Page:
Dec. 5 (Bloomberg) -- Boeing Co.’s new 787 Dreamliners must be inspected after fuel leaks on two planes were traced to manufacturing errors, the U.S. Federal Aviation Administration said.
The airworthiness directive, the first for the 787 since it entered service last year, will be issued today and require checks of fuel-line connectors for an “unsafe condition,” the FAA said on the Federal Register’s website. Japan Airlines Co. and All Nippon Airways Co. both said they had repaired planes because of the fault.
The leaks, attributed to improperly installed couplings, could cause a plane to run out of fuel, an engine-power loss or a fire, the FAA said. Chicago-based Boeing issued a similar recommendation on Nov. 25, advising carriers to complete an inspection within seven days, according to the FAA. The planemaker delivered 33 Dreamliners, the first jetliner made chiefly of composite materials, through October.
Inspections are finished on about half of the 787s handed over so far, and Boeing is “taking appropriate steps to ensure proper installation on airplanes in production,” said Lori Gunter, a company spokeswoman. The couplings are in the pylons that support the jet’s two engines.
The FAA is requiring partial checks within seven days and what it estimates to be a full 10-hour, $2,712 inspection and potential repair within 21 days. It didn’t identify the 787s with the leaks beyond saying that they weren’t flown by a U.S. carrier.
All Nippon found and repaired the fault in “several” 787s, said Youichi Uchida, a spokesman. The carrier, the first Dreamliner operator, has a fleet of 16. Japan Air fixed two of its six 787s, said Kazunori Kidosaki, a spokesman. The two Tokyo-based airlines both said they no longer had any problems because of the fault. All Nippon delayed a flight in October because of a leak, Uchida said.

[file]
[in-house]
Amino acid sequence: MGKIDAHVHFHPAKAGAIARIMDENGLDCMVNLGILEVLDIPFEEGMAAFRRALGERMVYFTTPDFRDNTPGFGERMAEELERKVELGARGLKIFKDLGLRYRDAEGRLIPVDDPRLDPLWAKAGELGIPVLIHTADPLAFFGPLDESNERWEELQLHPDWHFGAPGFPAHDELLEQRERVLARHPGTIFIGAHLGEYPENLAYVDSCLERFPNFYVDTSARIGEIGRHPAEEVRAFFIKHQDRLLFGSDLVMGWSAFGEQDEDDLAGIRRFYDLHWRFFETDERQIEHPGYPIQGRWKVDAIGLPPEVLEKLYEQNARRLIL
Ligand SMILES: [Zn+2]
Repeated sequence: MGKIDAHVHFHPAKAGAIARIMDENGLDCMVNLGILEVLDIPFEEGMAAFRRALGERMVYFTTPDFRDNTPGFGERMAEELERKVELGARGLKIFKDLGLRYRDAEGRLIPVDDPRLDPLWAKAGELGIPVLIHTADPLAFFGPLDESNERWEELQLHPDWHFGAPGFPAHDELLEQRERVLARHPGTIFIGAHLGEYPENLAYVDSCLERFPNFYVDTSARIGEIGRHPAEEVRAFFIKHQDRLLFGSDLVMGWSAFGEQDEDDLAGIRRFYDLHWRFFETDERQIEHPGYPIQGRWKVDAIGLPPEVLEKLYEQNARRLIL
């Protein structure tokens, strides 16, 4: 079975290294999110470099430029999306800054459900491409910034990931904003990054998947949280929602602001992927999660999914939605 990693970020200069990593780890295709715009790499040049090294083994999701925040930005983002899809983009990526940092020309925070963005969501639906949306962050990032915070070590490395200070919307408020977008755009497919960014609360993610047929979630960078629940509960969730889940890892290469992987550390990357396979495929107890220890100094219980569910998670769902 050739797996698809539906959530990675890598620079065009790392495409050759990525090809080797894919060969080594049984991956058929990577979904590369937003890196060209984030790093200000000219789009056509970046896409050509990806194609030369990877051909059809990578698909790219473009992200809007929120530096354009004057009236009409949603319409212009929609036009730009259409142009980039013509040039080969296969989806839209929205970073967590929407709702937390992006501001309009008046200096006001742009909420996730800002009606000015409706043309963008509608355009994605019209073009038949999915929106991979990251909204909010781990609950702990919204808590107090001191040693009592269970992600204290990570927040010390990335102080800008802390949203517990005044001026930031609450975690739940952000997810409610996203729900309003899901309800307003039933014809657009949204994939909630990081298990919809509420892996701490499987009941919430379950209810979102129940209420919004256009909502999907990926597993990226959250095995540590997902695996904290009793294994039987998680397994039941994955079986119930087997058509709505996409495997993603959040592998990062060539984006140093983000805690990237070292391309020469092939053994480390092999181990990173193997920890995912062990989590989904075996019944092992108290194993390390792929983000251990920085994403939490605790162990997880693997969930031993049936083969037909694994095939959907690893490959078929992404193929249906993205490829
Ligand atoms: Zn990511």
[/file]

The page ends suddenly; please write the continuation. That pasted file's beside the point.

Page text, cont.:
Boeing will “do a thorough evaluation as part of our internal process,” said Gunter, who declined to say whether there had been any incidents with the two Dreamliners in question or how the flaw was detected.
She also wouldn’t say whether the assembly mistakes occurred at Boeing’s wide-body plant in Everett, Washington, or at a newer factory making 787s in North Charleston, South Carolina, nor would she comment on how the errors occurred.
Yesterday’s emergency landing of a United Continental Holdings Inc. 787 because of an unspecified mechanical issue isn’t related to the fuel-leak directive, Gunter said.
United became the first U.S. airline flying the plane with a flight on Nov. 4 to the carrier’s headquarters city, Chicago, from Houston. The incident yesterday involved a flight to New Jersey’s Newark Liberty International Airport from Houston.
The 787 was 3 1/2 years late in making its commercial debut, after Boeing struggled with the composite materials and new manufacturing system that relies more on suppliers. Other manufacturing errors have been found during the Dreamliner’s development and entry into service.
In 2009, Boeing had to patch up several sections of about two dozen planes after finding tiny wrinkles in parts of the composite fuselages made by an Italian supplier.
Debris was left in the fuel tanks of a 787 test jet being built in January 2010, the same year that flaws in the tail sections were found in June and debris in an electrical panel led to an in-flight fire in November that grounded the entire test fleet for six weeks.
An engine component on a 787 fractured in July, spewing shards of metal out of the plane as it prepared for its first flight in South Carolina.